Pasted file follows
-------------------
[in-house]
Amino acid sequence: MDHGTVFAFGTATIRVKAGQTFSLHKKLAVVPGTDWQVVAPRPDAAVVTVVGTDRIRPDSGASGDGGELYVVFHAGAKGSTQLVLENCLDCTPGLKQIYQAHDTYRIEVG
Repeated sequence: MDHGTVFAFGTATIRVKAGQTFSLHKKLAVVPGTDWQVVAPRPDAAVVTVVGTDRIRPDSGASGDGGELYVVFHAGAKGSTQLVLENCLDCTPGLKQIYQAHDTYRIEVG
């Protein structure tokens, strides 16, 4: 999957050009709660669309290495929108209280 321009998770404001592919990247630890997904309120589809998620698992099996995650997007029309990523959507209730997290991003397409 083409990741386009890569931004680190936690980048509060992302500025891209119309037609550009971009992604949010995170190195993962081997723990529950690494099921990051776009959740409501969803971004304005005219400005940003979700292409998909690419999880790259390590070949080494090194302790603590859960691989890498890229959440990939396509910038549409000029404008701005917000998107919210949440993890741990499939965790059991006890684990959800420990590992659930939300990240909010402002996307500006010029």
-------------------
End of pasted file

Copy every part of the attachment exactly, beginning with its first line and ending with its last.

[in-house]
Amino acid sequence: MDHGTVFAFGTATIRVKAGQTFSLHKKLAVVPGTDWQVVAPRPDAAVVTVVGTDRIRPDSGASGDGGELYVVFHAGAKGSTQLVLENCLDCTPGLKQIYQAHDTYRIEVG
Repeated sequence: MDHGTVFAFGTATIRVKAGQTFSLHKKLAVVPGTDWQVVAPRPDAAVVTVVGTDRIRPDSGASGDGGELYVVFHAGAKGSTQLVLENCLDCTPGLKQIYQAHDTYRIEVG
């Protein structure tokens, strides 16, 4: 999957050009709660669309290495929108209280 321009998770404001592919990247630890997904309120589809998620698992099996995650997007029309990523959507209730997290991003397409 083409990741386009890569931004680190936690980048509060992302500025891209119309037609550009971009992604949010995170190195993962081997723990529950690494099921990051776009959740409501969803971004304005005219400005940003979700292409998909690419999880790259390590070949080494090194302790603590859960691989890498890229959440990939396509910038549409000029404008701005917000998107919210949440993890741990499939965790059991006890684990959800420990590992659930939300990240909010402002996307500006010029």